As many of you know I am an ardent outdoorsman, and a lover of all things that are wild and wonderful. When I retired, I got to live out my lifelong fantasy of living full time on the shores of Child Lake. Therefore, I have immersed myself in a world that is totally controlled by the raw forces of nature.
This is a land of stark contrast. Beautiful and serene one day, then tempestuous and ominous the next. It is a place where one callous mistake or wrong decision can have far-reaching consequences.
Deep into our third year residing on the sunny shores of Child lake, thoughts and feelings about this place have evolved, as one lives and breathes the entirety of the land.
One feeling that has changed in me a great deal is about trees.
Now don’t get me wrong. I still love trees, and I still feel a great deal of remorse when felling a living one. But I have become a harden tree snob. I have compiled a short list of one species that I have little affinity for, if not out-right hatred.
Number 1 on my hit list is: Balsam Fir (Abies balsamea)
Now to the unseasoned eye one could argue that this is one of those most beautiful and symmetrical tree in the forest. I would have to concur. But aesthetics aside. This is the Devil Tree!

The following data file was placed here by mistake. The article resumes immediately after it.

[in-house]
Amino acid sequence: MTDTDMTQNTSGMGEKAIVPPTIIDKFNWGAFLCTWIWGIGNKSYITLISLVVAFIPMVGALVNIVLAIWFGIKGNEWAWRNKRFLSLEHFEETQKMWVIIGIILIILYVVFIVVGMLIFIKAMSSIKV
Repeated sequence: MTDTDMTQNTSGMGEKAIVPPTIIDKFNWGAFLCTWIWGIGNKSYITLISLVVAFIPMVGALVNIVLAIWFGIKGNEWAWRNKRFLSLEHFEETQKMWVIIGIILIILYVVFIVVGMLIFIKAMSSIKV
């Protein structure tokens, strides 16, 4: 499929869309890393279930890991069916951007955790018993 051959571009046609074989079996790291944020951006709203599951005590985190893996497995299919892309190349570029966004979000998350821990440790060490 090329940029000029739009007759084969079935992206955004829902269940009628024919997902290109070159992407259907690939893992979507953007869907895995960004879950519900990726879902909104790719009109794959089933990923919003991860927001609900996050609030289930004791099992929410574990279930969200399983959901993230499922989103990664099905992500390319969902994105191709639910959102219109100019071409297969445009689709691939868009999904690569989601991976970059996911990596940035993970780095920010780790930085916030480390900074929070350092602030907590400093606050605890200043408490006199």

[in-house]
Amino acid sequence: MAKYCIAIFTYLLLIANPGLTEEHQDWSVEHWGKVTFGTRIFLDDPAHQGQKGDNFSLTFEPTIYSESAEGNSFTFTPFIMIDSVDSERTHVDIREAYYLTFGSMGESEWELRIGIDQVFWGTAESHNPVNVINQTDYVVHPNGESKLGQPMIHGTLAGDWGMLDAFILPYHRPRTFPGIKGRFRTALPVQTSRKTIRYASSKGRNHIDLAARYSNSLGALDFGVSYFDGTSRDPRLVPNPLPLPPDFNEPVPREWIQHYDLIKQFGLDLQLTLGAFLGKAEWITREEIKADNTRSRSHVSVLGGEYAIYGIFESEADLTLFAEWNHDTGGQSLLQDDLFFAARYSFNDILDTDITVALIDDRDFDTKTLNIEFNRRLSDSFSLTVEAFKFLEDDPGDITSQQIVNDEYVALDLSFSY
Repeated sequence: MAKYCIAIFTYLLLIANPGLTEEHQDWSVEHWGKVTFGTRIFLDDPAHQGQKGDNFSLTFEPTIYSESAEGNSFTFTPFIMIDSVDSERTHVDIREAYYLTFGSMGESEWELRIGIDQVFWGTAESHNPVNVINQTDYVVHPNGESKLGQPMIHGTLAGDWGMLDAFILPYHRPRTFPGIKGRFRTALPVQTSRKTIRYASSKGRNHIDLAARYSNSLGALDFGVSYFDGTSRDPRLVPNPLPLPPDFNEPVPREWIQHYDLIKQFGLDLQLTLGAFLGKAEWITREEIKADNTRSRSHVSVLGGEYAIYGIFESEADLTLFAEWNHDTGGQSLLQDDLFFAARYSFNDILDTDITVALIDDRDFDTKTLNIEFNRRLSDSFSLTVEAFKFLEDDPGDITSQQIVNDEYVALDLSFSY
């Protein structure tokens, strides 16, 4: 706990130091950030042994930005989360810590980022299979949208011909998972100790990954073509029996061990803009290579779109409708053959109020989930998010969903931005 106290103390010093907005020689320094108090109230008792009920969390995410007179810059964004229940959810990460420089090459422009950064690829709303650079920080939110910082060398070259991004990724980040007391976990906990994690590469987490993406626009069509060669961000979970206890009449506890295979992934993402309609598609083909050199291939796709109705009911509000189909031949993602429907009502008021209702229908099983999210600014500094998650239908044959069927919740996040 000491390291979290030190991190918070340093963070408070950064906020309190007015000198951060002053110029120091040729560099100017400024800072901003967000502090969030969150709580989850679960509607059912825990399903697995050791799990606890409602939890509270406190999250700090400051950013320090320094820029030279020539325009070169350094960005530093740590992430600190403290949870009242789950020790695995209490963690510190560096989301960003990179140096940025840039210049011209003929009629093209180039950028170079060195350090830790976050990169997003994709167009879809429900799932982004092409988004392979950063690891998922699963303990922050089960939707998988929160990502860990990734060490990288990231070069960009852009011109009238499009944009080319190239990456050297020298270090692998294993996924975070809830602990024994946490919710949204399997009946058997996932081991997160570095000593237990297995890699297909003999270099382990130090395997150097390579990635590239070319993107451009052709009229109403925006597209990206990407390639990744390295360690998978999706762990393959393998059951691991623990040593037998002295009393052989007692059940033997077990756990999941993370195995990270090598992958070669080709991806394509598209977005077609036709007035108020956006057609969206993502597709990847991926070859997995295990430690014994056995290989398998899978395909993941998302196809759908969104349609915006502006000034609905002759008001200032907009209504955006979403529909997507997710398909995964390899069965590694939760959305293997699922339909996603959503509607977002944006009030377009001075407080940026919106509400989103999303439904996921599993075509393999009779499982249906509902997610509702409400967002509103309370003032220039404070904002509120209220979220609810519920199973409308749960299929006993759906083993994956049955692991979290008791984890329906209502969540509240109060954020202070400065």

Doe-eyed tree hugging romantics will be appalled, but I shed no tears when I bring one to its knees… err limbs…whatever. Cut them, burn them or shred them, then stomp on their babies, Don’t let their pretty little looks deceive you. They breathe danger and rain destruction.
Excuse the expression, but this is the wussy tree of the northern forest. They smell great, they look great, but after that they have little going for them.
Top 10 Reasons Why I Hates This Tree
1. They just don’t live long… 50-60 years.
2. Their roots grow only 2-3 inches under ground.
3. They tend to rot from the base up.
4. They grow 60-75 feet tall, then grow multiple tops called “sails” that weigh hundreds of pounds and soak up snow and rain like a sponge just to get more top heavy.
5. Every thing in a sixty foot radius is a potential landing site.
6. They have little to no firewood value at all.
7. You can’t make decent lumber out of them.
8. They have 1 billion branches each when they hit the ground.
9. They have sappy pitch that gums up my chainsaw and permanently binds to clothing, hair, and human flesh.
(and most of all)
10. In a windstorm, they surrender like an Iraqi Army!!
(70 footer with sail)
Now this behemoth is not leaning to be playful, my garage is 50 feet down range.
I’m not as heartless as my post seems to indicate. I do have some fond memories about this tree. For the tops of these aromatic evergreens have graced the Marzinske living room of many a Christmas.
At the end of deer season my father would simply walk out into the woods and shoot the top off a particularly nice one with his 30.06. I was fairly grown before I finally discovered that other fathers didn’t shoot Christmas trees.
I have carried on the tradition, however… with a slight twist.
Now I Simply Cut Off Their Heads!
“Beware the pine-tree’s withered branch..beware the awful avalanche!”
Henry Wadsworth Longfellow